A Plague of Plastic

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26 | M | La vida A plague of plastic The use of ‘free’ plastic bags is not as easy to curb as lawmakers had hoped. By Stefana Serafina. Photo by Lee Woolcock. W The average ‘useful’ life of a plastic bag is 15 minutes, but it will take centuries to decompose. eekends are when people tend to do the most shopping, so it may come as no surprise that those days are when a lot of plastic bags get used. What is surprising, however, is just how many plastic bags that turns out to be: four million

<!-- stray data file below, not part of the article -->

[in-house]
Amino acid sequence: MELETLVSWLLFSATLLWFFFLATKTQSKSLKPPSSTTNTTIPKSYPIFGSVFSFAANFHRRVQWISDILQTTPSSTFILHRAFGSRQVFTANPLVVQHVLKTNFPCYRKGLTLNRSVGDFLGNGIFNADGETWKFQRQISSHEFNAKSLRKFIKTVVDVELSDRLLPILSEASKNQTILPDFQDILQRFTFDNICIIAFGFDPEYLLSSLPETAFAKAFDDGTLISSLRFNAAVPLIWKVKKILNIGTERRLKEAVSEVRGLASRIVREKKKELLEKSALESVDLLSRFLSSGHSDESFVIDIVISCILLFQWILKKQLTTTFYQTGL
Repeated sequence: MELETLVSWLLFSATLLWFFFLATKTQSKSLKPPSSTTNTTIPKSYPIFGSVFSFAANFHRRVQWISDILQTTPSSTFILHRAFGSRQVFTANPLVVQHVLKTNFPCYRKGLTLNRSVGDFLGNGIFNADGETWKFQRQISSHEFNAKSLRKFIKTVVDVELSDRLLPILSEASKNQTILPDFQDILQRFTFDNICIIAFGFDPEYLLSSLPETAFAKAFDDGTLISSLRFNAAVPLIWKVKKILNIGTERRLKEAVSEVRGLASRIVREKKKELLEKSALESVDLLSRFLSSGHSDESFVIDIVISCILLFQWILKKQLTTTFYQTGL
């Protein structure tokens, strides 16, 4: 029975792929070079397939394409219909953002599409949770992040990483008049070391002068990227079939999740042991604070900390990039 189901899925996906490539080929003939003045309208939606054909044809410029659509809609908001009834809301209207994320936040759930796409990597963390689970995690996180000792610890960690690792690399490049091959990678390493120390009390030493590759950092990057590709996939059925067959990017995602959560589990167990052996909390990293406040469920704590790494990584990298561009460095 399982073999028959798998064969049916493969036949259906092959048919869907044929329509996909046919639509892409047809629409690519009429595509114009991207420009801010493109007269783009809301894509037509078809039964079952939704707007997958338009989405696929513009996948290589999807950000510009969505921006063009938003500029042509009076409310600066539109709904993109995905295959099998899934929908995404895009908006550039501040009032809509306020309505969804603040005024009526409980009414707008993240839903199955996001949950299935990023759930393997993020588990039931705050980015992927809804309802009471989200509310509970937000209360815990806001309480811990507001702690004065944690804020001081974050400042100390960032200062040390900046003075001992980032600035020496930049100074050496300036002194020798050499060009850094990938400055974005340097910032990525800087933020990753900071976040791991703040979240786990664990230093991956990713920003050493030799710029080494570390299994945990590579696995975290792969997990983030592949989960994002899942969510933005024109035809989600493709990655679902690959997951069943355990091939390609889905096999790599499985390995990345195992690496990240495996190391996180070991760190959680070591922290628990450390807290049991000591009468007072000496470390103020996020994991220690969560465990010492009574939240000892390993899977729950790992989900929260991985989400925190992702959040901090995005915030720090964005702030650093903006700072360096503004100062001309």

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  26   |   M   |   La vida  A plagueof plastic The use o ‘ree’ plastic bags is not aseasy to curb as lawmakers had hoped. BySteana Serafna. Photo by Lee Woolcock. The average ‘useul’ lie oa plastic bag is 15 minutes,but it will take centuries todecompose. W eekends are when people tend todo the most shopping, so it maycome as no surprise that thosedays are when a lot o plastic bags get used.What is surprising, however, is just howmany plastic bags that turns out to be: ourmillion on a busy weekend in Barcelona,according to Ajuntament gures, and 14million over that same weekend or all oCatalunya.Created only three decades ago, the plas-tic shopping bag has spread around theplanet with the speed o an epidemic. Likecars, buildings and asphalt, it has becomean intrinsic element o modern living. De-ying geographical rontiers, plastic bagshave inundated urban and country land-scapes alike, colonising big cities in thedeveloped world, rural areas in Arica andindigenous communities in the heart o theAmazon jungle.How did this happen? An invention oindustrial society, plastic bags are virtuallyree. They are so cheap and easy to produce,and so innitely available in all orms, col-ours and sizes that shoppers around theworld just keep reaching or them—one orthe tomatoes, another or the mushrooms,yet another or the oranges. Between 500 26-27. plastic bags-REPDF.indd 3422/4/09 17:28:36  billion and a trillion plastic bags are con-sumed worldwide each year, according tovarious estimates.Prompted by a grim environmental prog-nosis, however, consumers have begun toreconsider the real price o the ‘ree’ plasticbag. It is estimated that each bag has an av-erage utilitarian lie o 15 minutes (rom ashop to a fat, say), but may take hundredsor even thousands o years to decompose. Sowhat happens to the millions that are beingdisposed o every minute? Besides adorningthe landscape—branches o trees, roadsides,elds and pavements—they are oten oundin the bodies o whales, sh and seabirds thathave died as a result o swallowing them.British marine biologists have recorded plas-tic bags as ar as 120 miles rom shore in wa-ters as deep as 4,000 metres. Startling imag-es have appeared in the media: cows in Indiachewing on bags (hundreds o cows in Indiaare said to die each year choking on plasticbags), pink famingos strangling themselveson bags impossible to untangle or pelicansdead ater diving or a prey that turns to be aplastic bag. Last year, Whitey, a 10-oot longcrocodile that was part o the Australiangovernment’s wildlie tracking programmedied unexpectedly and 25 garbage and shop-ping bags were ound in his body.Shopping bags made o plastic can lit-ter areas ar removed rom urban reality.Because they are completely unequipped todeal with the created waste, the stark plasticfags can be seen fapping along the shoreso the grand Amazon tributaries. Landllsaround the world are cluttered with single-use plastic bags, adding to the ever-growingmountains o waste. In Catalunya or exam-ple, plastic bags constitute 22 percent o thelandll waste.Understanding that the environmentalprice o the ‘ree’ plastic bag has provedhigher than humanity can aord, govern-ments around the world have initiated meas-ures to curb their use. Bangladesh was therst state to ban plastic bags in 2002, andIreland ollowed by introducing a substantialtax on plastics that reportedly reduced theuse o the notorious bags by 90 percent. InBhutan, plastic bags are ocially considered‘to make the country less happy’, and there-ore their use is not allowed. China has alsoprohibited the ultra-thin bags; in France andItaly bans are expected to go into eect in2010. At the same time, people have realisedthat paper bags are not a better alternative,as they consume much more energy to pro-duce and recycle, and they oten end up inthe landlls instead o being recycled, whichincreases their environmental ootprint.Late last year, the Generalitat announcedthat starting in January 2009, there would bea ban on the ree distribution o plastic bags,making Catalunya the rst Spanish autono-mous community to do so. The new legisla-tion was going to require that supermarketsand shops charge or the bags, deciding ontheir own how much that extra charge wouldbe. The proposal, however, sparked heateddebates in the Catalan Parliament, and wascriticised by both commercial organisationsand green activists or its hastiness, and orsetting up inequalities and conusion amongcustomers.The controversy was sidestepped just mo-ments beore the proposal was made intolaw. Instead, in the rst part o this year anewly-created commission has been workingon an eective system to replace the plasticbags, looking at voluntary agreements withmerchants and supermarkets to stop theirree distribution. Despite the late legislativechange-o-heart, Día supermarkets is con-tinuing with its policy o charging customersor plastic bags, and Bonpreu supermarketsare doing the same.“I always try to bring my own bags madeo abric or to carry things in my hands whenI can,” said Anna Ametller, a native Catalanand a Barcelona resident o many years. Anartist, who oten uses recycled materials inher work, Ametller ully supports a plasticbag-ree city. “I think non-degradable bagsshould be completely eliminated. We canmake bags better with eco-materials and adesign that makes them more versatile, witha longer lie and not or a single use only.”Although this vision may take a whileto maniest as reality, it is clearly one thatBarcelona’s Ajuntament is eager to encour-age. In December, the city made 30,000 cot-ton bags available or ree at its Punts Verds(recycling points around the city) as a way topromote a more sustainable shopping bag al-ternative. Reducing the city’s waste and os-tering a culture o re-use and recycling is oneo the main targets in Barcelona’s Agenda 21,a programme aimed at minimising the city’senvironmental impact, conserving naturalresources and developing renewable assets.“I know biodegradable plastic bags ex-ist, but I have yet to see them here in Bar-celona,” said Diana Martinez, a San Diegonative who recently moved here. She saidthat she always brings a mesh bag or hershopping and that she’s been getting betterat telling shop cashiers that she doesn’t needa plastic one. “We need alternatives that arebetter environmentally, but i the means tobe greener aren’t available or convenient,most people will not go out o their way tochange, unortunately. I bio-plastic wassold here, I would use it, and try even harderto not bring any bags home.”With the Spanish government expected toimpose a nationwide ban on non-degradablebags in 2010, the prospects are hopeul thatwe are witnessing the beginning o the endo the plastic bag era. Catalunya is aimingto reduce the use o the bags by 30 percentthis year and by 50 percent in 2012. Yet, noone underestimates the act that the will-ingness o Barcelona’s residents to be parto the change is the most crucial step alongthe way. As the city’s Agenda 21 recognises,sustainable and environmentally-sound liv-ing requires not only better socio-economicorganisation and more ecient technologies,but “also and especially, changes in civic at-titudes.”For real change to take place, the rstthing that needs recycling is the consumer’smind. La vida   |   M   |   27 Between 500 billionand a trillion plasticbags are consumedworldwide each year... More info: Fundació Catalana per a la Prevenció de Residus iConsum Responsable—local organisation seeking a‘plastic bag-ree Catalunya’: www.residusiconsum.org/catlliurebosses  To fnd stylish bags to replace the plastic ones: www.reusablebags.com   Article— The great plastic bag plague:  www.alternet.org/environment/61607/   26-27. plastic bags-REPDF.indd 3522/4/09 17:28:39